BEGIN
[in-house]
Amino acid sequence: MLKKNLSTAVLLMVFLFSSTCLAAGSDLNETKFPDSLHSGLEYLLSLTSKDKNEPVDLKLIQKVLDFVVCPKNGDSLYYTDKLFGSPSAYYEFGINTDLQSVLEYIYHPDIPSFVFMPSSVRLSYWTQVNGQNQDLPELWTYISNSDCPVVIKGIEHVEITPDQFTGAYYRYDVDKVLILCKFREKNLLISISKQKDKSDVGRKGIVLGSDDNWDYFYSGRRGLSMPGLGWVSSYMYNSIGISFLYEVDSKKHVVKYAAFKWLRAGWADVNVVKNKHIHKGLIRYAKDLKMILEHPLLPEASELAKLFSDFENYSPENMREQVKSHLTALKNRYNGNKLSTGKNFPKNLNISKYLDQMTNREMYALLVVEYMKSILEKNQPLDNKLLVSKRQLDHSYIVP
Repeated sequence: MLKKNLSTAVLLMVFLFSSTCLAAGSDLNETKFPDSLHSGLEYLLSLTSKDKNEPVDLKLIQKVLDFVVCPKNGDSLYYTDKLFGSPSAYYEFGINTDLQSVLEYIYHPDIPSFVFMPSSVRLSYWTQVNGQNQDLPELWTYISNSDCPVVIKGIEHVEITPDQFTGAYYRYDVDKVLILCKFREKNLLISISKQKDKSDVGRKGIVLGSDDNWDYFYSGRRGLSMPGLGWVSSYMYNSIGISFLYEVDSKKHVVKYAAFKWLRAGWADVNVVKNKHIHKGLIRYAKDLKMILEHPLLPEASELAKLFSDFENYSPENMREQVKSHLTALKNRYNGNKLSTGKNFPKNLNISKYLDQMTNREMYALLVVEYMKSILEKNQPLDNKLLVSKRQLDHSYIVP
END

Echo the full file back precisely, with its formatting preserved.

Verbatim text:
[in-house]
Amino acid sequence: MLKKNLSTAVLLMVFLFSSTCLAAGSDLNETKFPDSLHSGLEYLLSLTSKDKNEPVDLKLIQKVLDFVVCPKNGDSLYYTDKLFGSPSAYYEFGINTDLQSVLEYIYHPDIPSFVFMPSSVRLSYWTQVNGQNQDLPELWTYISNSDCPVVIKGIEHVEITPDQFTGAYYRYDVDKVLILCKFREKNLLISISKQKDKSDVGRKGIVLGSDDNWDYFYSGRRGLSMPGLGWVSSYMYNSIGISFLYEVDSKKHVVKYAAFKWLRAGWADVNVVKNKHIHKGLIRYAKDLKMILEHPLLPEASELAKLFSDFENYSPENMREQVKSHLTALKNRYNGNKLSTGKNFPKNLNISKYLDQMTNREMYALLVVEYMKSILEKNQPLDNKLLVSKRQLDHSYIVP
Repeated sequence: MLKKNLSTAVLLMVFLFSSTCLAAGSDLNETKFPDSLHSGLEYLLSLTSKDKNEPVDLKLIQKVLDFVVCPKNGDSLYYTDKLFGSPSAYYEFGINTDLQSVLEYIYHPDIPSFVFMPSSVRLSYWTQVNGQNQDLPELWTYISNSDCPVVIKGIEHVEITPDQFTGAYYRYDVDKVLILCKFREKNLLISISKQKDKSDVGRKGIVLGSDDNWDYFYSGRRGLSMPGLGWVSSYMYNSIGISFLYEVDSKKHVVKYAAFKWLRAGWADVNVVKNKHIHKGLIRYAKDLKMILEHPLLPEASELAKLFSDFENYSPENMREQVKSHLTALKNRYNGNKLSTGKNFPKNLNISKYLDQMTNREMYALLVVEYMKSILEKNQPLDNKLLVSKRQLDHSYIVP